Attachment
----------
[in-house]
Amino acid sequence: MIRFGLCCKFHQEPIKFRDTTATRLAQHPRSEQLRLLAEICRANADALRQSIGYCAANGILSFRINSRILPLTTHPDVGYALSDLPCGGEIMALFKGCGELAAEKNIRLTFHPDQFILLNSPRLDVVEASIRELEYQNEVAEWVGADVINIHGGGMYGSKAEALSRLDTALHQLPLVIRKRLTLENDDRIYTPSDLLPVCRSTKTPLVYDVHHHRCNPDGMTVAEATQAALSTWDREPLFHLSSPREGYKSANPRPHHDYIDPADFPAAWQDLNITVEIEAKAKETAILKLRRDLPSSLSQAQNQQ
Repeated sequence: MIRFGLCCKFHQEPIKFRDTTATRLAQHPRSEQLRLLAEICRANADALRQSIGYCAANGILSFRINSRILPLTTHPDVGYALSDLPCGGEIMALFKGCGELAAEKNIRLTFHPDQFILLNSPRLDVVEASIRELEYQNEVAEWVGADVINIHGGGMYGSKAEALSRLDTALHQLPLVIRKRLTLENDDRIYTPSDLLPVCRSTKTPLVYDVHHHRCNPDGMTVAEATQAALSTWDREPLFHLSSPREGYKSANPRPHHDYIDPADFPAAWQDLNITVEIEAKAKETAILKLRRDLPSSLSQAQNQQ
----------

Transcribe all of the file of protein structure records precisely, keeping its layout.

[in-house]
Amino acid sequence: MIRFGLCCKFHQEPIKFRDTTATRLAQHPRSEQLRLLAEICRANADALRQSIGYCAANGILSFRINSRILPLTTHPDVGYALSDLPCGGEIMALFKGCGELAAEKNIRLTFHPDQFILLNSPRLDVVEASIRELEYQNEVAEWVGADVINIHGGGMYGSKAEALSRLDTALHQLPLVIRKRLTLENDDRIYTPSDLLPVCRSTKTPLVYDVHHHRCNPDGMTVAEATQAALSTWDREPLFHLSSPREGYKSANPRPHHDYIDPADFPAAWQDLNITVEIEAKAKETAILKLRRDLPSSLSQAQNQQ
Repeated sequence: MIRFGLCCKFHQEPIKFRDTTATRLAQHPRSEQLRLLAEICRANADALRQSIGYCAANGILSFRINSRILPLTTHPDVGYALSDLPCGGEIMALFKGCGELAAEKNIRLTFHPDQFILLNSPRLDVVEASIRELEYQNEVAEWVGADVINIHGGGMYGSKAEALSRLDTALHQLPLVIRKRLTLENDDRIYTPSDLLPVCRSTKTPLVYDVHHHRCNPDGMTVAEATQAALSTWDREPLFHLSSPREGYKSANPRPHHDYIDPADFPAAWQDLNITVEIEAKAKETAILKLRRDLPSSLSQAQNQQ